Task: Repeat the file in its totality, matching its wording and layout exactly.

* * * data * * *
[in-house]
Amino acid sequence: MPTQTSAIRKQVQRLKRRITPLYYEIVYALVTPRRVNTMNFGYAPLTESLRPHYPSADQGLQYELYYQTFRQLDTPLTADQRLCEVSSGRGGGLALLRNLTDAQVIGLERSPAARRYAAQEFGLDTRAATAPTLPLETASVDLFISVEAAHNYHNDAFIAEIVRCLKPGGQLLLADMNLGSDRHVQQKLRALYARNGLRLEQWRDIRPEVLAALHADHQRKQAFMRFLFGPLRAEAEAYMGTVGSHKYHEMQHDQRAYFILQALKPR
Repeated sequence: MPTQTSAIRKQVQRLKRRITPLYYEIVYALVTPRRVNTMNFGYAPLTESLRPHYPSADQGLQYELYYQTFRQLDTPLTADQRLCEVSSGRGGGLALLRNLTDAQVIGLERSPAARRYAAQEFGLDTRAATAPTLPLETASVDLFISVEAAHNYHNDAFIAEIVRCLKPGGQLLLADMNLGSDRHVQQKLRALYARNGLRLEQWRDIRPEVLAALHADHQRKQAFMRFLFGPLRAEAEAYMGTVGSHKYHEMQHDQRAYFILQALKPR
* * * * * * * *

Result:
[in-house]
Amino acid sequence: MPTQTSAIRKQVQRLKRRITPLYYEIVYALVTPRRVNTMNFGYAPLTESLRPHYPSADQGLQYELYYQTFRQLDTPLTADQRLCEVSSGRGGGLALLRNLTDAQVIGLERSPAARRYAAQEFGLDTRAATAPTLPLETASVDLFISVEAAHNYHNDAFIAEIVRCLKPGGQLLLADMNLGSDRHVQQKLRALYARNGLRLEQWRDIRPEVLAALHADHQRKQAFMRFLFGPLRAEAEAYMGTVGSHKYHEMQHDQRAYFILQALKPR
Repeated sequence: MPTQTSAIRKQVQRLKRRITPLYYEIVYALVTPRRVNTMNFGYAPLTESLRPHYPSADQGLQYELYYQTFRQLDTPLTADQRLCEVSSGRGGGLALLRNLTDAQVIGLERSPAARRYAAQEFGLDTRAATAPTLPLETASVDLFISVEAAHNYHNDAFIAEIVRCLKPGGQLLLADMNLGSDRHVQQKLRALYARNGLRLEQWRDIRPEVLAALHADHQRKQAFMRFLFGPLRAEAEAYMGTVGSHKYHEMQHDQRAYFILQALKPR